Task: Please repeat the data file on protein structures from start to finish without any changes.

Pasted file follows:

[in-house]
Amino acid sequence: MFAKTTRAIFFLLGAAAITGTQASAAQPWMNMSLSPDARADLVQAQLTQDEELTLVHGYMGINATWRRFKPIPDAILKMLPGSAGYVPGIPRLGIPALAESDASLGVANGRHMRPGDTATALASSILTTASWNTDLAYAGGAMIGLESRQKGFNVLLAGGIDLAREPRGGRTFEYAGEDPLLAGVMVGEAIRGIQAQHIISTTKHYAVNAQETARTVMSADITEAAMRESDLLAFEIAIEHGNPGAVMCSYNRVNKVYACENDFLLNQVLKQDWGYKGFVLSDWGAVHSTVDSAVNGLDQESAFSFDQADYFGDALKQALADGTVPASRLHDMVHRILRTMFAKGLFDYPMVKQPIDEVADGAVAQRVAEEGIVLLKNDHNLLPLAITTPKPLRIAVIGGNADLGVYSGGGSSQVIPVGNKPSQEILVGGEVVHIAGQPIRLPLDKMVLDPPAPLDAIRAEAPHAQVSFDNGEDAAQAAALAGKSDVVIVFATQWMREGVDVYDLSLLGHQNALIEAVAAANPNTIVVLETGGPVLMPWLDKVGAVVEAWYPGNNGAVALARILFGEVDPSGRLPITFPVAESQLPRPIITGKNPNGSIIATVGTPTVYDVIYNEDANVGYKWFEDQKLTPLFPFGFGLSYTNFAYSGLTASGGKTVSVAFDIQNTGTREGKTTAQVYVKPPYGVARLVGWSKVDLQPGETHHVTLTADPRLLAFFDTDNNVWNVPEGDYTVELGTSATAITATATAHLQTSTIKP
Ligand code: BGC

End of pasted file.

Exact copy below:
[in-house]
Amino acid sequence: MFAKTTRAIFFLLGAAAITGTQASAAQPWMNMSLSPDARADLVQAQLTQDEELTLVHGYMGINATWRRFKPIPDAILKMLPGSAGYVPGIPRLGIPALAESDASLGVANGRHMRPGDTATALASSILTTASWNTDLAYAGGAMIGLESRQKGFNVLLAGGIDLAREPRGGRTFEYAGEDPLLAGVMVGEAIRGIQAQHIISTTKHYAVNAQETARTVMSADITEAAMRESDLLAFEIAIEHGNPGAVMCSYNRVNKVYACENDFLLNQVLKQDWGYKGFVLSDWGAVHSTVDSAVNGLDQESAFSFDQADYFGDALKQALADGTVPASRLHDMVHRILRTMFAKGLFDYPMVKQPIDEVADGAVAQRVAEEGIVLLKNDHNLLPLAITTPKPLRIAVIGGNADLGVYSGGGSSQVIPVGNKPSQEILVGGEVVHIAGQPIRLPLDKMVLDPPAPLDAIRAEAPHAQVSFDNGEDAAQAAALAGKSDVVIVFATQWMREGVDVYDLSLLGHQNALIEAVAAANPNTIVVLETGGPVLMPWLDKVGAVVEAWYPGNNGAVALARILFGEVDPSGRLPITFPVAESQLPRPIITGKNPNGSIIATVGTPTVYDVIYNEDANVGYKWFEDQKLTPLFPFGFGLSYTNFAYSGLTASGGKTVSVAFDIQNTGTREGKTTAQVYVKPPYGVARLVGWSKVDLQPGETHHVTLTADPRLLAFFDTDNNVWNVPEGDYTVELGTSATAITATATAHLQTSTIKP
Ligand code: BGC